You’ve been in the payments business from long before it became a buzz word in the world of finance…

That’s right; back in the 90s we implemented switch to all the banks including SBI, HDFC Bank and ICICI Bank. Then we made the ATM interoperable so that you can go to any ATM and withdraw cash. Then, we got our own product for debit card. Today most banks use our debit card management. We developed, as India was developed. The moment debit card happened, disputes started happening and we created the reconciliation system at the backend. Every product required to make retail banking successful, has been created by us in India for Indian banks. In the reconciliation system, banks tried global tender, and they found us better than any global tender. NPCI came in 2008; effectively whatever NPCI was doing, we were doing. When the transaction started going up, the government decided that there should be a regulatory body and that’s how NPCA came into the picture.

You were among the applicants for new umbrella entity which is now shelved. Is there a case to relook at these licensing norms?

From payments perspective, India is the most advanced country for protection of consumer. They’re worried about the commercial model of NUE. The government has adviced not to charge MDR on UPI. Therefore, will a NUE by itself be profitable or not, they don’t know. This needs Rs 500 crore of equity and after putting up a huge infrastructure, my job as a NUE is to get return on this capital. So you can’t have one entity charging (for UPI) and another entity giving free. NUE will certainly come, but in what form, how and when it will come will depend on the profit model.

But for that UPI has to become chargeable at some point…

Yes, finally UPI has to get charged. It took so long for us to remove the fertilizer subsidy. Similarly, it will take some time to charge it. You go through that route for every product model. But is this the right point? I don’t think so. We need to give at least two years time to make sure at least half of our population at least comes into digital payments. Otherwise, I am worried about the digital divide which is not good for the country.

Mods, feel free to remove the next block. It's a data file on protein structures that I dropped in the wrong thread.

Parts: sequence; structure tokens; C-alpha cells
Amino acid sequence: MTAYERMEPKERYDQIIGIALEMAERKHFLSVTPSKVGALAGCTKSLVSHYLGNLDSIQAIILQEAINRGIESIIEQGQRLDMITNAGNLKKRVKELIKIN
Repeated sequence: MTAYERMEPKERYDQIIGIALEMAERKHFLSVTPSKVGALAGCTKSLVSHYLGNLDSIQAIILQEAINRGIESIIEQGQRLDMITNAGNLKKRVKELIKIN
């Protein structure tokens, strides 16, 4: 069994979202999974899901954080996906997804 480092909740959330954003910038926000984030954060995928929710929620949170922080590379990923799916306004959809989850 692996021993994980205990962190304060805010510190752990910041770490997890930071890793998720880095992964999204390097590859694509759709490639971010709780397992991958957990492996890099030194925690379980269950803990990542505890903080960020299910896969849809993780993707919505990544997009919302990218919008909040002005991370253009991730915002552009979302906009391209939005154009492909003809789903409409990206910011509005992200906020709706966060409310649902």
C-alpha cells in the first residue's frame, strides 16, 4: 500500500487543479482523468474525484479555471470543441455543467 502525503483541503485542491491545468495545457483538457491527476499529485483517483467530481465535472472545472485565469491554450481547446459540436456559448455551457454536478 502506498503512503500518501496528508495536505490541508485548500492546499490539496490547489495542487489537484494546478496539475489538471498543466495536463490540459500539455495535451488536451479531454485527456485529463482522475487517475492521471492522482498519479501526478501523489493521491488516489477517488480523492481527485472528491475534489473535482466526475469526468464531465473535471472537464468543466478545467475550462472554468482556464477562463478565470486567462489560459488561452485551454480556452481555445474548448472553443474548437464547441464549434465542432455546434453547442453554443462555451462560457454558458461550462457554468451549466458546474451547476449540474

You resisted the lure of listing till now, but at some point your investors will seek an exit…

They have been with us for 10 years, and at some point, we must give it (exit) to them. If I’m profitable, I can play anyway. But at this point of time, we don’t want to do anything till we have clarity of next three years on how the space will move.

Why is that important?

Banks are realizing that the volumes are going to be 3x – 10x. When UPI came nobody believed that it will happen like this. Initially, I used to get three UPI registrations and some four transactions a day. Today it is 10 billion and they have realized this is the reality of life. For me it looks like I’ve gone back by 10 years redoing my own product for these banks to transform to the new level. Banks trust us because we have been with them for 30 years. The next three years is a time for migrating banks to the new technology; it’s like what we did 15 years ago of trying to adopt new technology. Therefore, if I’m willing to wait and my investor are willing to wait, why not? Certainly, investors will seek an exit and we will give it them. But what form and when, why should I worry about it now?

From an innovation standpoint what holds ahead for FSS?

We are all going to embrace new technology for the scale. What we have built is still a legacy monolithic system. We are moving to a micro-services based architecture on a cloud and charging people on number of service they use rather than per transaction. For instance, authentication is a service which can be used in any payment application. It benefits banks because it’s all small services and any change required can be done in that service. This will enable banks to handle even 20,000 transactions per second. If I touch the whole monolith, I have to test the whole monolith. Today I cannot afford testing a small change for one month.